13. Botulinum toxin-a possible new treatment for axillary hyperhidrosis.: Bushara-KO; Park-DM; Jones-JC; Schutta-HS .Department of Neurology, University of Wisconsin Hospital and Clinics, Madison 53792-5132, USA Clin-Exp-Dermatol. 1996 Jul; 21(4): 276-8

  14. H“lzle E, Alberta N. Long term efficacy and side-effects of tap water iontophoresis of palmo-plantar hyperhidrosis - the usefulness of home therapy. Dermatologica 1987; 175: 126-35.

  15. James WD, Schoomaker EB, Rodman OG. Emotional eccrine sweating. A heritable disorder. Arch Dermatol 1987; 123: 925-9.

  16. Juhlin L, Hansson H. Topical glutaraldehyde for plantar hyperhidrosis. Arch Dermatol 1968; 97: 327-30.

  17. McWilliams SA, Montgomery I, Jenkinson DM et al. Effects of topically applied antiperspirant on sweat gland function. Br J Dermatol 1987; 117: 617-26.

  18. Ebling FJG. Hidradenitis suppurativa: an androgen-dependent disorder. Br J Dermatol 1986; 115: 259-62.

  19. Clemmensen OJ. Topical treatment of hidradenitis suppurativa with clindamycin. Int J Dermatol 1983: 22: 325-8.

  20. Morgan WP, Hughes LE. The distribution, size and density of the apocrine glands in hidradenitis suppurativa. Br J Surg 1979; 66: 853-6.

  21. Morgan WP, Leicester G. The role of depilation and deodorants in hidradenitis suppurativa. Arch Dermatol 1982; 118: 101-2.

  22. Mustafa EB, Ali SD, Kurtz LH. Hidradenitis suppurativa: review of the literature and management of the axillary lesion. J Nat Med Assoc 1980; 72: 237-43.

  23. Meneghini CL, Angelini G. Contact and microbial allergy in pompholyx. Contact Derm 1974; 5: 46.

  24. Oddoze L, Temime P. Dyshidrosis and atopy. Bull Soc Fr Dermatol Syphiligr 1968; 75: 378.

  25. Menne T, Hjorth N. Pompholyx-dyshidrotic eczema. Semin Dermatol 1983; 2: 75-80.

  26. Kronthal HL, Pomeranz JR, Sitomer G. Fox-Fordyce disease. Arch Dermatol 1965; 91: 243-5.

  27. Mitchell J, Greenspan J, Daniels T et al. Anhidrosis (hypohidrosis) in Sj“gren‘s syndrome. J Am Acad Dermatol 1987; 16: 233-



Anhidrosis means absence of sweating.

Anhidrosis is the absence of sweat due to defect in production or conduction of sweat to the skin surface in the presence of an appropriate stimulus. The condition may be localized or generalized.

Types of anhidrosis

Generalised anhidrosis:

Causes of generalized hyperhidrosis


Congenital ectodermal defects

Orthostatic hypotension

Diabetic neuropathy

Multiple myeloma




Segmented type of anhidrosis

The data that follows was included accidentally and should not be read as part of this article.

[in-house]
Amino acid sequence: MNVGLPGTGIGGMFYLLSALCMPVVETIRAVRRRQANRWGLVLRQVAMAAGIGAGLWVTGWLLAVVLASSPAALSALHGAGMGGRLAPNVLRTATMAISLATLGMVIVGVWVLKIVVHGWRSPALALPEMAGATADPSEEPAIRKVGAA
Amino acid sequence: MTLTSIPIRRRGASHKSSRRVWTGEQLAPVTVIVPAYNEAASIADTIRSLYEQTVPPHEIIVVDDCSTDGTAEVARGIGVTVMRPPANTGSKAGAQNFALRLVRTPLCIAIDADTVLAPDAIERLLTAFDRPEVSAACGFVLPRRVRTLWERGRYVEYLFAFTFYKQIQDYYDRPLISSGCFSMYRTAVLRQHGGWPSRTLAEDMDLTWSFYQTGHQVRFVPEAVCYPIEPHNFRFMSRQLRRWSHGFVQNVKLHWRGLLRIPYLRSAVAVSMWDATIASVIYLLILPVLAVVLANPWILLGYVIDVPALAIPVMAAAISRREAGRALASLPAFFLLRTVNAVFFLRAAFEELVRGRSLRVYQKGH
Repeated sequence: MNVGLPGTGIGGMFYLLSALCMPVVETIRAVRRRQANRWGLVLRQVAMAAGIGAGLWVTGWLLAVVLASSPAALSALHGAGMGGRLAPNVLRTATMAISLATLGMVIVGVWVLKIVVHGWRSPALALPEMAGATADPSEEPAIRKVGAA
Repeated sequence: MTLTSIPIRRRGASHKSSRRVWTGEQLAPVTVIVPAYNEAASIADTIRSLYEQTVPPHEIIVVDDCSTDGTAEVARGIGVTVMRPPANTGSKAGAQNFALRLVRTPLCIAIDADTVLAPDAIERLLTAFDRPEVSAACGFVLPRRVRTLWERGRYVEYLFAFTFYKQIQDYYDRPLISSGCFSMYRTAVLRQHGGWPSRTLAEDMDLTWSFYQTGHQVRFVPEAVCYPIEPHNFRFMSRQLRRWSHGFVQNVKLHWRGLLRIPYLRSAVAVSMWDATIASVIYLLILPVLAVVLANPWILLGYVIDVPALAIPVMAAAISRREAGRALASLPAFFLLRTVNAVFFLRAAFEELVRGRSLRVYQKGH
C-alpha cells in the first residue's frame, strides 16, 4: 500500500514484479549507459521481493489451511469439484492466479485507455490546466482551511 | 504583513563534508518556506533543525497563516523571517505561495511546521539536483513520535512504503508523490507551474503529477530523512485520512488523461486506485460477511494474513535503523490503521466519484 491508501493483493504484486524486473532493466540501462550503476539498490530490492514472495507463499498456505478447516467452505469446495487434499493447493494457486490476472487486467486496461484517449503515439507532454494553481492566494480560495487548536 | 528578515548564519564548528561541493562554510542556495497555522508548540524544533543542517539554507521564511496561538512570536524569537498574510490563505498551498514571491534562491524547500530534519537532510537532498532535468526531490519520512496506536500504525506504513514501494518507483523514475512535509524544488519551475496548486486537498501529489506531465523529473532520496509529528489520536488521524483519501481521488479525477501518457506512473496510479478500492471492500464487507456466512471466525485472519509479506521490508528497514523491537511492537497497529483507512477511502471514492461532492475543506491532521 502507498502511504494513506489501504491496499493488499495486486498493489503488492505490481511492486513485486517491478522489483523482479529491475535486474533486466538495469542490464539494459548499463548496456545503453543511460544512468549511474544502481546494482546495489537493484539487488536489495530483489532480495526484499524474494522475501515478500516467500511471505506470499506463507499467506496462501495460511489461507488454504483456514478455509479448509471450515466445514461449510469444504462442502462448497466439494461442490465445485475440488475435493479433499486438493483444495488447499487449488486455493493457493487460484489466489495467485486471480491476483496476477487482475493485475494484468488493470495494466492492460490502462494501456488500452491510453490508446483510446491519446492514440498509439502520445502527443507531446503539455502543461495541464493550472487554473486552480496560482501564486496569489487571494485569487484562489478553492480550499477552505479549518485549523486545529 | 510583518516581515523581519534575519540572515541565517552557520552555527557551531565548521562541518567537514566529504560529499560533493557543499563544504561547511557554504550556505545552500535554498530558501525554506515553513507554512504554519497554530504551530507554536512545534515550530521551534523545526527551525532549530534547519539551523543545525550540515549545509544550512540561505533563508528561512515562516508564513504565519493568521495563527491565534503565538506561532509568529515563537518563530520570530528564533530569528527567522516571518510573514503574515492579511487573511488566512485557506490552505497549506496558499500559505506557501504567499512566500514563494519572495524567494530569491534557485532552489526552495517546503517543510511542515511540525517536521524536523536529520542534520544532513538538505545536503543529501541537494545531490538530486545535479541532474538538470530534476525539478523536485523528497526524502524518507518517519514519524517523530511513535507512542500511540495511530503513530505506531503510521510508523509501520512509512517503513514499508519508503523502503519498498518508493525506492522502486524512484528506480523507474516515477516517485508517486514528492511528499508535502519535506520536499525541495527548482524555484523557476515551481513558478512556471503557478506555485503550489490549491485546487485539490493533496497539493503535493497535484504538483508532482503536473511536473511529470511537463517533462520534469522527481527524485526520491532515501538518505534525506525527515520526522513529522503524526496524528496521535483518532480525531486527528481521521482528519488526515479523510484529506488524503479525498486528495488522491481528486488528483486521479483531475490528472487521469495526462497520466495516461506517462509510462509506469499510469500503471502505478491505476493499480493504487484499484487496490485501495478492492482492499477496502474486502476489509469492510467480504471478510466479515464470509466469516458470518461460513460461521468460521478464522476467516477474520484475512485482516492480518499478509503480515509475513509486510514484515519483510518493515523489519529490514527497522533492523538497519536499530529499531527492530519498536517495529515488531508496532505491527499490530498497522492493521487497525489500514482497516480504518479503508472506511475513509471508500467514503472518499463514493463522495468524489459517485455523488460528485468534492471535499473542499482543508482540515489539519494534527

This type occurs in:

Horner‘s syndrome.

Multiple sclerosis. 


New born and premature infants commonly show temporary anhidrosis for several weeks probably due to immaturity of neural supply.

Neural causes: Head injuries, heat stroke, hysteria, and neurosurgical problems.

Operations: tumors in the region of the third ventricle leading to loss of control of the thermoregulatory centers in the hypothalamus.

Occlusion of the sweat ducts or their pores lead to sweat retention anhidrosis as in miliaria, contact dermatitis, atopic dermatitis, icthyosis and psoriasis.

Topical antiperspirants containing aluminum sulfate. This type of anhidrosis is the most common seen in general practice.

Post ganglion sympathectomy lead to anhidrosis in the areas supplied by these fibers.

Degeneration of the peripheral sympathetic fibers as in peripheral neuritis and diabetes.

Drugs: anti cholenergic drugs, atropine and its analogues and local anesthetics.

Congenital absence of the sweat glands, either in localized areas or generalized as in congenital ectodermal defect, which is hereditary, transmitted as sex - linked recessive trait.

Atrophy of sweat glands as in burns, radiodermatitis and accompanying

certain diseases such as scleroderma and exfoliative dermatitis.



Treatment of anhidrosis is usually not successful without the control of the causative factor.

Treatment of the complications due to sweat retention such as miliaria.

General measures:

Avoid vigorous exercise

Avoid exposure to hot environment.

Air-condition and humidifiers may help the patients.



Sweat retention in children and older age groups may have different predisposing factors and some variations in the clinical features.

The condition is due to interference in free delivery of sweat to the skin surface.

Occlusion of the sweat ducts pores by keratin in response to epidermal injury may lead to rupture of the sweat glands. The condition is called miliaria or sweat retention.

Clinical Features

- Sweat retention anhidrosis: due to poral occlusion only causes minimal symptoms apart from anhidrosis.

Fig. 386. Miliaria Rubra

Fig. 387. Miliaria Crystallina

Fig. 388 Miliaria Rubra

- Miliaria group: Different types of miliaria have different clinical symptoms and signs.

Miliaria crystallina